BLOG: Will the Super Bowl predict the US stockmarket?

Written by: Dan Brocklebank
The Super Bowl is the biggest sporting event in America, but Dan Brocklebank of Orbis Access asks could it also predict what will happen to the stock market?

The Super Bowl Stock Predictor has been correct seven years on the trot. What’s more it has correctly anticipated the future direction of US stock markets in 40 of the last 49 of them – thus sporting an impressive 82% accuracy rate.

If it gets it right again this time, some say we can expect a good year for stocks if the Carolina Panthers win, but a miserable one if the Denver Broncos come out on top.

So how does it work? Surely, it must be a complex algorithm. Well, firstly one looks to see if the event is won by a team from the National Football League (NFL) as opposed to the American Football League (AFL). The Super Bowl always features one team from each conference (this year Broncos AFL, Panthers NFL), so it has to be one or the other. You then apply this formula:

  • An  ‘NFL win’ will see a stock market rise over the coming year
  • An ‘AFL win’ will see the market fall

OK, so perhaps the brainchild of veteran Wall St analyst Robert H. Stovall isn’t so difficult to grasp after all.

Of course, Stovall’s real point has always been to highlight the fact that clever financial models used to inform investment decisions may not always be all they’re cracked up to be. More precisely, just because two things appear at first glance to be correlated, it doesn’t necessarily imply a causal link. Of course, no sane person would suggest the Super Bowl Stock Predictor should be taken seriously.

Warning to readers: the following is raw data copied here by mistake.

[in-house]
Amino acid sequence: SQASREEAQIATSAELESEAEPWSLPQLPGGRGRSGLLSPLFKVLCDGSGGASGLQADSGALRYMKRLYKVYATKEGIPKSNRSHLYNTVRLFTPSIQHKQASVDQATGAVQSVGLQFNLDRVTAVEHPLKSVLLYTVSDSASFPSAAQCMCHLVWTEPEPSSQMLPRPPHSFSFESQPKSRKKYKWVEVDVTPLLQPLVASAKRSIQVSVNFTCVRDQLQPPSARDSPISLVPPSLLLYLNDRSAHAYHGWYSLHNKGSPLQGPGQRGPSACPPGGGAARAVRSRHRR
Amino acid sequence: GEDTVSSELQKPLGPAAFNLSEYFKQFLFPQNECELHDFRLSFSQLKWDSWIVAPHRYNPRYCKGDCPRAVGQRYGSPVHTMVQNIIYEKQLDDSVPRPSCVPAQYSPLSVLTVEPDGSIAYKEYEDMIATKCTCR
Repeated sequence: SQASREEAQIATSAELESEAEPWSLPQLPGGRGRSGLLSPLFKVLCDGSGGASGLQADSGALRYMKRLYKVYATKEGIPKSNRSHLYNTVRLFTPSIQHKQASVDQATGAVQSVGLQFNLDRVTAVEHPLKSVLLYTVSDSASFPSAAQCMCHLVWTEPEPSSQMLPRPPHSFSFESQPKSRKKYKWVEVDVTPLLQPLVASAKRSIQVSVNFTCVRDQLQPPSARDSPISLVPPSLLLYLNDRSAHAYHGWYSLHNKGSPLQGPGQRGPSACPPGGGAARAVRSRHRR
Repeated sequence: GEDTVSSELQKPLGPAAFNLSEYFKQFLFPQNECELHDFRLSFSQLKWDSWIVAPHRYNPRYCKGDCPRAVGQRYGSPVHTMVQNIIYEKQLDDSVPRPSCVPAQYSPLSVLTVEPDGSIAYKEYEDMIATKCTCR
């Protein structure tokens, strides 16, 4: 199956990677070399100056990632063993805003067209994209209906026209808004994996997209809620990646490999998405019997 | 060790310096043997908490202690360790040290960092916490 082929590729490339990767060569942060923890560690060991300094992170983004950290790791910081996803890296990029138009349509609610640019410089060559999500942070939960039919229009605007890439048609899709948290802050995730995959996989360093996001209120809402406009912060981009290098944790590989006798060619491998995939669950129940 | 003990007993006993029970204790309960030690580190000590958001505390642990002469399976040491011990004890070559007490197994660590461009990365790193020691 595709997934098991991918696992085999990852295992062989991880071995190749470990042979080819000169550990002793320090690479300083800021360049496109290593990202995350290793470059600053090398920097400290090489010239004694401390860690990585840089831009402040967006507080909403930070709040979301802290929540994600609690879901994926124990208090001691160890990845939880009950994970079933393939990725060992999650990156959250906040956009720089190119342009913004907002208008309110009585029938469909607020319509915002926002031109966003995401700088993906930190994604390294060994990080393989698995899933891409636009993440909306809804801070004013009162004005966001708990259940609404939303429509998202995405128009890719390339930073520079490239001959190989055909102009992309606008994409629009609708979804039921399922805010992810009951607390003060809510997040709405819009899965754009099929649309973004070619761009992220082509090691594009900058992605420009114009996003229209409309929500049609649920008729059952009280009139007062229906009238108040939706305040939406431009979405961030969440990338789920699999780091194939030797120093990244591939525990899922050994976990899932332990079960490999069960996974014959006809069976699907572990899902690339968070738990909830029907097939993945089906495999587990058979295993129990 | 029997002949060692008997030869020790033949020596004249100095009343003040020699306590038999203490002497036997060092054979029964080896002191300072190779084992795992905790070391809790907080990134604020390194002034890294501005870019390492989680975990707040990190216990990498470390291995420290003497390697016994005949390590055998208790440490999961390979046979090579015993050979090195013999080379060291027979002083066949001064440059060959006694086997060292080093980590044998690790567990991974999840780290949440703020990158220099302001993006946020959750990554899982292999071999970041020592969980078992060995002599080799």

The more serious point behind Stovall’s bit of fun is that investors often trip up by making rather less crazy-sounding assumptions about correlations that don’t actually exist. Many people assume, for example, that stock market returns will be higher in countries where economic growth is strongest.

Growth seems to have an almost irresistible allure for investors. But historical data shows that there is actually a slight negative correlation between real per capita gross domestic product (GDP) growth and real equity returns. In other words, if anything, equity returns are actually worse in rapidly growing economies!

Between 1900 and 2009, Japan’s annualised economic growth rate was the highest of 18 major OECD countries, and more than 50% higher than Canada’s, yet Canada’s annualised equity returns were approximately 50% higher than those of Japan over the same period.

Nor are individual businesses inherently safer because they operate in an economically robust environment. It may turn out less risky to own a high-quality company with a strong balance sheet in a low growth economy than a mediocre or heavily indebted one in a high growth one.

The most important factor in determining the long-term equity returns is the relationship between the price paid for a share and its “intrinsic” value – the price a rational businessperson with all the facts would pay for the business. Even though intrinsic value does not change much over short periods of time, share prices can and do fluctuate wildly along with extremes in investor emotions.

And talking of emotions, they are bound to be running high in America this weekend. But sadly, the Super Bowl result won’t guarantee success investing on the stock market.

Dan Brocklebank is a director of Orbis Access


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